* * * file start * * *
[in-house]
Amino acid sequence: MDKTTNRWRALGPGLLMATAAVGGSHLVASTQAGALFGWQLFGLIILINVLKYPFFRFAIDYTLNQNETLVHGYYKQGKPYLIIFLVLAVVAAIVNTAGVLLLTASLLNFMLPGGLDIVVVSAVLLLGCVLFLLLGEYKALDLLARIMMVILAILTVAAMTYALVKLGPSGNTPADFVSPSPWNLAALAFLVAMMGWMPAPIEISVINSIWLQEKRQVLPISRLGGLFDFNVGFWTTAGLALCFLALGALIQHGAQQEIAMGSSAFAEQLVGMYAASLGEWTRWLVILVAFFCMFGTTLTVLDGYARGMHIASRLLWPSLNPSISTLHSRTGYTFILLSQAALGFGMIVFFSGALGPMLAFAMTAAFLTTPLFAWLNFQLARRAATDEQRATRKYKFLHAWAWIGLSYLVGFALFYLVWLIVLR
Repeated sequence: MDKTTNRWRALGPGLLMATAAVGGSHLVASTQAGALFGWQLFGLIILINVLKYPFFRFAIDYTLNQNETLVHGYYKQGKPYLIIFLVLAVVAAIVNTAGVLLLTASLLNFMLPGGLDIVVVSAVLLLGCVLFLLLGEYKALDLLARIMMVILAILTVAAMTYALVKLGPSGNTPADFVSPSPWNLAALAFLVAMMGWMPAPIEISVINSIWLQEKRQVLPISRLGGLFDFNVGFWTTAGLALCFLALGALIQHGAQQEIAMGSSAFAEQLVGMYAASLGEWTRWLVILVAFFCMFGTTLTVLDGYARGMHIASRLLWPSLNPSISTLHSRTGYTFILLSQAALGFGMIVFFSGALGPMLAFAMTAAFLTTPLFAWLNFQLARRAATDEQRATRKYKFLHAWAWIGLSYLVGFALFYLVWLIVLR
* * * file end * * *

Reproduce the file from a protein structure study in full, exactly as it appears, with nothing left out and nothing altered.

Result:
[in-house]
Amino acid sequence: MDKTTNRWRALGPGLLMATAAVGGSHLVASTQAGALFGWQLFGLIILINVLKYPFFRFAIDYTLNQNETLVHGYYKQGKPYLIIFLVLAVVAAIVNTAGVLLLTASLLNFMLPGGLDIVVVSAVLLLGCVLFLLLGEYKALDLLARIMMVILAILTVAAMTYALVKLGPSGNTPADFVSPSPWNLAALAFLVAMMGWMPAPIEISVINSIWLQEKRQVLPISRLGGLFDFNVGFWTTAGLALCFLALGALIQHGAQQEIAMGSSAFAEQLVGMYAASLGEWTRWLVILVAFFCMFGTTLTVLDGYARGMHIASRLLWPSLNPSISTLHSRTGYTFILLSQAALGFGMIVFFSGALGPMLAFAMTAAFLTTPLFAWLNFQLARRAATDEQRATRKYKFLHAWAWIGLSYLVGFALFYLVWLIVLR
Repeated sequence: MDKTTNRWRALGPGLLMATAAVGGSHLVASTQAGALFGWQLFGLIILINVLKYPFFRFAIDYTLNQNETLVHGYYKQGKPYLIIFLVLAVVAAIVNTAGVLLLTASLLNFMLPGGLDIVVVSAVLLLGCVLFLLLGEYKALDLLARIMMVILAILTVAAMTYALVKLGPSGNTPADFVSPSPWNLAALAFLVAMMGWMPAPIEISVINSIWLQEKRQVLPISRLGGLFDFNVGFWTTAGLALCFLALGALIQHGAQQEIAMGSSAFAEQLVGMYAASLGEWTRWLVILVAFFCMFGTTLTVLDGYARGMHIASRLLWPSLNPSISTLHSRTGYTFILLSQAALGFGMIVFFSGALGPMLAFAMTAAFLTTPLFAWLNFQLARRAATDEQRATRKYKFLHAWAWIGLSYLVGFALFYLVWLIVLR